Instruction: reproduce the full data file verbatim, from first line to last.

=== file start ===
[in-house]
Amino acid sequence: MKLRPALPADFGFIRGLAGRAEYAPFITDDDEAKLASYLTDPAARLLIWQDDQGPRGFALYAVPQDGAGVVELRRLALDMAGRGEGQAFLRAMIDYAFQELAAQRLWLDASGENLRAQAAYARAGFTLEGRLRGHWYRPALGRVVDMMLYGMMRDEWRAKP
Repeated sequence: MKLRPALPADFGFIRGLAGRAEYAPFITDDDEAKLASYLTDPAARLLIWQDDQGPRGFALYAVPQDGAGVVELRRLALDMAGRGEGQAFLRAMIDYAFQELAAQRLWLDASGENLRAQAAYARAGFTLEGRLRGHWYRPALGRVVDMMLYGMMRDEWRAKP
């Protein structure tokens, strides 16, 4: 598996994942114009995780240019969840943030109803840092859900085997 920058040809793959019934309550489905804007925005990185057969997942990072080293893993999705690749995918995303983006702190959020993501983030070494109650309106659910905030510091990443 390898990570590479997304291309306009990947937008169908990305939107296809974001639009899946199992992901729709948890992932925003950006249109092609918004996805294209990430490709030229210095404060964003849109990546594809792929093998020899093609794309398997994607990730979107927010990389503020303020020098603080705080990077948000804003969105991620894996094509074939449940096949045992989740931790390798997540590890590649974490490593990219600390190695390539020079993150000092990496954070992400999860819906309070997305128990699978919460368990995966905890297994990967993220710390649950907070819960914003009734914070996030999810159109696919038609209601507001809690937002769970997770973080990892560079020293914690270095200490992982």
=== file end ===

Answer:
[in-house]
Amino acid sequence: MKLRPALPADFGFIRGLAGRAEYAPFITDDDEAKLASYLTDPAARLLIWQDDQGPRGFALYAVPQDGAGVVELRRLALDMAGRGEGQAFLRAMIDYAFQELAAQRLWLDASGENLRAQAAYARAGFTLEGRLRGHWYRPALGRVVDMMLYGMMRDEWRAKP
Repeated sequence: MKLRPALPADFGFIRGLAGRAEYAPFITDDDEAKLASYLTDPAARLLIWQDDQGPRGFALYAVPQDGAGVVELRRLALDMAGRGEGQAFLRAMIDYAFQELAAQRLWLDASGENLRAQAAYARAGFTLEGRLRGHWYRPALGRVVDMMLYGMMRDEWRAKP
């Protein structure tokens, strides 16, 4: 598996994942114009995780240019969840943030109803840092859900085997 920058040809793959019934309550489905804007925005990185057969997942990072080293893993999705690749995918995303983006702190959020993501983030070494109650309106659910905030510091990443 390898990570590479997304291309306009990947937008169908990305939107296809974001639009899946199992992901729709948890992932925003950006249109092609918004996805294209990430490709030229210095404060964003849109990546594809792929093998020899093609794309398997994607990730979107927010990389503020303020020098603080705080990077948000804003969105991620894996094509074939449940096949045992989740931790390798997540590890590649974490490593990219600390190695390539020079993150000092990496954070992400999860819906309070997305128990699978919460368990995966905890297994990967993220710390649950907070819960914003009734914070996030999810159109696919038609209601507001809690937002769970997770973080990892560079020293914690270095200490992982």